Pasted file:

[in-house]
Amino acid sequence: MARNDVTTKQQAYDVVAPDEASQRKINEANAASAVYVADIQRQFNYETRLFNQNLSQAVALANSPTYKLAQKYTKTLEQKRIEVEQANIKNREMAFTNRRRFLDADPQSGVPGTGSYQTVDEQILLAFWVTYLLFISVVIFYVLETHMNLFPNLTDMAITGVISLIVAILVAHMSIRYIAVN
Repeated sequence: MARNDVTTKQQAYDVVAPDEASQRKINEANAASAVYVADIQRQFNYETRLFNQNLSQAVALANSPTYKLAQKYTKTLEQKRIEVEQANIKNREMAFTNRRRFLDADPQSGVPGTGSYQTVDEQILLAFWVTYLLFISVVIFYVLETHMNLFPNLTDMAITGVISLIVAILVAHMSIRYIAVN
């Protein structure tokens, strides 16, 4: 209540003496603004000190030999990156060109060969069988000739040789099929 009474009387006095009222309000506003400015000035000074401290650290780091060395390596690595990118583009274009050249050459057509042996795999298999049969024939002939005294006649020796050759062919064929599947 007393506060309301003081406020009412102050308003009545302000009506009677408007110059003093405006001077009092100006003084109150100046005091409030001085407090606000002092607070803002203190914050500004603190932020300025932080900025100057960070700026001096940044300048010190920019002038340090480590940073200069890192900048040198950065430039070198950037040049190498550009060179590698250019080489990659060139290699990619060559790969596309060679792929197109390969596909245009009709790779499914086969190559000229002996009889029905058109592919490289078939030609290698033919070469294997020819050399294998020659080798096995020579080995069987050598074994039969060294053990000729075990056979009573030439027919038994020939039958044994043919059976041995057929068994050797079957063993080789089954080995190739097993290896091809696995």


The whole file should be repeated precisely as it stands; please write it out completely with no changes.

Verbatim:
[in-house]
Amino acid sequence: MARNDVTTKQQAYDVVAPDEASQRKINEANAASAVYVADIQRQFNYETRLFNQNLSQAVALANSPTYKLAQKYTKTLEQKRIEVEQANIKNREMAFTNRRRFLDADPQSGVPGTGSYQTVDEQILLAFWVTYLLFISVVIFYVLETHMNLFPNLTDMAITGVISLIVAILVAHMSIRYIAVN
Repeated sequence: MARNDVTTKQQAYDVVAPDEASQRKINEANAASAVYVADIQRQFNYETRLFNQNLSQAVALANSPTYKLAQKYTKTLEQKRIEVEQANIKNREMAFTNRRRFLDADPQSGVPGTGSYQTVDEQILLAFWVTYLLFISVVIFYVLETHMNLFPNLTDMAITGVISLIVAILVAHMSIRYIAVN
């Protein structure tokens, strides 16, 4: 209540003496603004000190030999990156060109060969069988000739040789099929 009474009387006095009222309000506003400015000035000074401290650290780091060395390596690595990118583009274009050249050459057509042996795999298999049969024939002939005294006649020796050759062919064929599947 007393506060309301003081406020009412102050308003009545302000009506009677408007110059003093405006001077009092100006003084109150100046005091409030001085407090606000002092607070803002203190914050500004603190932020300025932080900025100057960070700026001096940044300048010190920019002038340090480590940073200069890192900048040198950065430039070198950037040049190498550009060179590698250019080489990659060139290699990619060559790969596309060679792929197109390969596909245009009709790779499914086969190559000229002996009889029905058109592919490289078939030609290698033919070469294997020819050399294998020659080798096995020579080995069987050598074994039969060294053990000729075990056979009573030439027919038994020939039958044994043919059976041995057929068994050797079957063993080789089954080995190739097993290896091809696995």